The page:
Yet it was also important to subvert the Maria Clara stereotype, to question outdated qualities by rewriting them in a way that examined their roots: “We wanted to question outdated [qualities] like being demure, meek, obedient, and strictly religious. [These] traits turned into traditions that were passed with lack of thought and could constrict a person,” says Hukom.
While the Maria Clara in Rizal’s novel was helpless and submissive to her tragic fate, in Hukom’s comic, she was portrayed as strong-minded as she tries to navigate a society where feminism may be emerging but women are still being disrespected and sexually harassed. This balance of retaining and rewriting Maria Clara’s qualities, paired with careful consideration of context and human complexity, made for a nuanced portrayal of the iconic character.
“If it’s something you genuinely believe and find the good in though, that’s alright. As long as you’re not stepping on anybody. So in the comic we emphasized that and gave Maria Clara the freedom and choice to be herself while learning from her environment and the people around her,” Hukom adds.
History and science are intertwined to not only explain the creation of our lands but also to symbolize the relationship between pairs of characters, whose stories are divided into four sections starting with the myth of Tungkong Langit and Alunsina. This award-winning comic has captured the hearts of its readers and empowered the various voices of modern Filipino women, particularly through two of its stories.
“Ang Daigdig” narrates how two close friends, Jonoel and Danica, who bonded over their mutual love for video games drift apart when the latter chooses to become a doctor, breaking their childhood promise to stay together. Meanwhile, “Lupang Hinirang” follows Dylan, a UP student activist, and her lover Anais, a factory worker struggling to make ends meet. In a time of class struggle and capitalism, the two women become each other’s strength amid all adversities.
Silva’s heart-wrenching comic may only contain one chapter, but it speaks volumes about the pressure women face due to socially constructed beauty standards. The relationship between two Filipinas comes to a tragic end when one of them tries a popular beauty product called “The Glow.” It is advertised as an instant and permanent fix that reveals the “real you,” yet, paradoxically, it is actually a mask covering the face.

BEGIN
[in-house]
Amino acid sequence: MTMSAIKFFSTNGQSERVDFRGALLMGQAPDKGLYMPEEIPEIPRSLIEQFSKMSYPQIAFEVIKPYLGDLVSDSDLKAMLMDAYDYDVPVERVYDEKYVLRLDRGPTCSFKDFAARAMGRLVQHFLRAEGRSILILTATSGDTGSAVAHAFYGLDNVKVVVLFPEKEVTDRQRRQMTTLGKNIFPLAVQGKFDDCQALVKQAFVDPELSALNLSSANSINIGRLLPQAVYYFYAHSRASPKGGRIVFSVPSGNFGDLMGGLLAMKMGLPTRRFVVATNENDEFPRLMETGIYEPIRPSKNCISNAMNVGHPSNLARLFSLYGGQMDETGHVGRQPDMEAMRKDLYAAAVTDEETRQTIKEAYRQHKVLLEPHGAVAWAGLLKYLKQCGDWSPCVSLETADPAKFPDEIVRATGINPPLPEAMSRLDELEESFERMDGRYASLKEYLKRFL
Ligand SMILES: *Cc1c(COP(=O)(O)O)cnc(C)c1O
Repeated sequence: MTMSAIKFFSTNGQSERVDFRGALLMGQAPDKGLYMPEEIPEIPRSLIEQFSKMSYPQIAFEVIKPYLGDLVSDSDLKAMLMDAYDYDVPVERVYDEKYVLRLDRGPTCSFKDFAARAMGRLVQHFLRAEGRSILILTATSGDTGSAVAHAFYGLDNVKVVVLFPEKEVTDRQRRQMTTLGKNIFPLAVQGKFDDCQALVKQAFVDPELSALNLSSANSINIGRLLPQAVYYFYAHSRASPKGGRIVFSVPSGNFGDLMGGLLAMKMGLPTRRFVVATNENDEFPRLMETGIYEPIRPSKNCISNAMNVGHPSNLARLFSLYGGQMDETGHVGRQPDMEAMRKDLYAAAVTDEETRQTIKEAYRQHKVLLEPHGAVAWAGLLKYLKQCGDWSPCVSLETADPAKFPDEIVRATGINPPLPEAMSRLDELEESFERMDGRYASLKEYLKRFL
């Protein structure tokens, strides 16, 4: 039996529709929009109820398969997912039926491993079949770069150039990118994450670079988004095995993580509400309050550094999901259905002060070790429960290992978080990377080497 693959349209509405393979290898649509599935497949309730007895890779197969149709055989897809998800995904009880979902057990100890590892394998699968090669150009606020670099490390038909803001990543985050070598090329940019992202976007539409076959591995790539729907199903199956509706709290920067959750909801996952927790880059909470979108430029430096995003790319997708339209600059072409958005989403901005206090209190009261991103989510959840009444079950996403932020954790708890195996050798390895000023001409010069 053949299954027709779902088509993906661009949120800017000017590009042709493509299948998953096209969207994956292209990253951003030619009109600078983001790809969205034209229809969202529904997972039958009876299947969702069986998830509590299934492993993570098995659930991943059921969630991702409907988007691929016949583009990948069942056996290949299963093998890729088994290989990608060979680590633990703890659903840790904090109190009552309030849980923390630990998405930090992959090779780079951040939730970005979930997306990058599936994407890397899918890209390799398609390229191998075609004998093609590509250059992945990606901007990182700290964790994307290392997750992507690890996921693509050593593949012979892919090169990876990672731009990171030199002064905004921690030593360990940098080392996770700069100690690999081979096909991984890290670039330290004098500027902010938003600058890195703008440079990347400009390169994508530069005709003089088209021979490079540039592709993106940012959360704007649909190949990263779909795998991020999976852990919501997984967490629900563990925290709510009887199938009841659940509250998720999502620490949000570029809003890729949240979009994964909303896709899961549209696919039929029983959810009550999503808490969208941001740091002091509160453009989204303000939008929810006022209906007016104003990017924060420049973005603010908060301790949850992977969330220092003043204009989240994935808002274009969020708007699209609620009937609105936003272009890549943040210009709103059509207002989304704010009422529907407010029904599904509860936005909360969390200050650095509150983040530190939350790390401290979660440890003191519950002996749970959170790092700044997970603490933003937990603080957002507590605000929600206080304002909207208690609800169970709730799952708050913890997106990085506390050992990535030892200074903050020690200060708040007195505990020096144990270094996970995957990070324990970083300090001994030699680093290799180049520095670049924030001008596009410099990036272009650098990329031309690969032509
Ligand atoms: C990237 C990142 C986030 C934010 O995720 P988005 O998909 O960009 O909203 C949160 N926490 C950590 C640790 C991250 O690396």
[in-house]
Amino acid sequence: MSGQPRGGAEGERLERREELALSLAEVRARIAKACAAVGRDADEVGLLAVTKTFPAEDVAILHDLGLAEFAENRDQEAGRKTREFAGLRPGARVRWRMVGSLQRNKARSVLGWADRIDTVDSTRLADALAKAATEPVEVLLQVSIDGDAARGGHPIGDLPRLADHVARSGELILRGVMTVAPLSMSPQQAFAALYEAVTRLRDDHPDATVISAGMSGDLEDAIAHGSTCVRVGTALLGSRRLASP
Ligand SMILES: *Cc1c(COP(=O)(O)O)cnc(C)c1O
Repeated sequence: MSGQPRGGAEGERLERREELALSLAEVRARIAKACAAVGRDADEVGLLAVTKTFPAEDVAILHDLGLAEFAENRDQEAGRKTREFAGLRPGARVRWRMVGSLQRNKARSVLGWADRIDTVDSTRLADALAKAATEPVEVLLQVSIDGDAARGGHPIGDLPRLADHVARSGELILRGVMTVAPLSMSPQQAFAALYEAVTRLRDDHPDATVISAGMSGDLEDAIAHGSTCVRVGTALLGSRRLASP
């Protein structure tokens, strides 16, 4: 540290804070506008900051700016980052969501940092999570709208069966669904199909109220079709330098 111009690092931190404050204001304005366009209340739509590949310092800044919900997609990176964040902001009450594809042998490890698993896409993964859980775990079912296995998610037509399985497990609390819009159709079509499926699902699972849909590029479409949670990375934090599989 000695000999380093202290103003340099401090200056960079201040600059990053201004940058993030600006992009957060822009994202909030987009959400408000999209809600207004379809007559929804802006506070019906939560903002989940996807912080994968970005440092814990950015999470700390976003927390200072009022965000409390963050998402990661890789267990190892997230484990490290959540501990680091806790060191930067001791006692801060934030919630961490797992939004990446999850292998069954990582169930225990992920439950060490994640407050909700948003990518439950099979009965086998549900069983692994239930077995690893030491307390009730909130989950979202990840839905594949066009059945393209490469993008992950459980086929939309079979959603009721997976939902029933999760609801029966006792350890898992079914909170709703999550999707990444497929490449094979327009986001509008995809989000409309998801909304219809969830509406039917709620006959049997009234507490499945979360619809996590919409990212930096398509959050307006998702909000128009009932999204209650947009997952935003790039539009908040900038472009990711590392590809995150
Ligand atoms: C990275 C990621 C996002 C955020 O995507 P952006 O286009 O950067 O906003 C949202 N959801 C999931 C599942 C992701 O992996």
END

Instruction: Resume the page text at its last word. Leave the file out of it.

The product only gives her a moment of happiness as it is soon revealed to be radioactive, causing pain in her ovaries and her skin to glow too brightly. In “There She Glows,” Silva has exposed how beauty products have hurt women mentally and physically, teaching us that in a society that favors Western standards like white skin, we must remember that women’s bodies and appearance belong to them alone.
“Itch” follows Aya Estrada, a thirteen-year-old girl attending an all-girls Catholic school who starts becoming more curious about her sexuality, but soon faces a dilemma as she lives in a conservative society rooted in Catholic values of chastity and purity.
Photo from flipgeeks.com
This insightful comic that explores such a taboo issue was created to be age-appropriate for teenage girls who remain confused about their sexuality. Without proper education on the matter, harmful misconceptions will persist. In “Itch,“ Cervantes tells us that a woman’s choice to abstain or act on her desires does not define her worth as a person.
“Masama akong tao.” This is how Julienne Dadivas describes herself in the first page of “UGH,” a comic about her high school life. With candidness and humor, Dadivas turns her sad and embarrassing moments into a work that practically anyone, young girls especially, can relate to.
As for the portrayal of women, this comic doesn’t shy away from depicting imperfections — body and personality-wise. Dadivas says, “I think I’m also trying to show an accurate portrayal of women in comics. Or something na based sa actual experiences ko. Gusto ko i-drawing yung mga babaeng weirdo, yung mga siraulo, mga di nagshe-shave ng body hair, mga nagmumura at naba-bad trip din sa mundo,” says Dadivas. In a society that controls a woman’s way of living, these imperfections should be accepted as something that makes them human.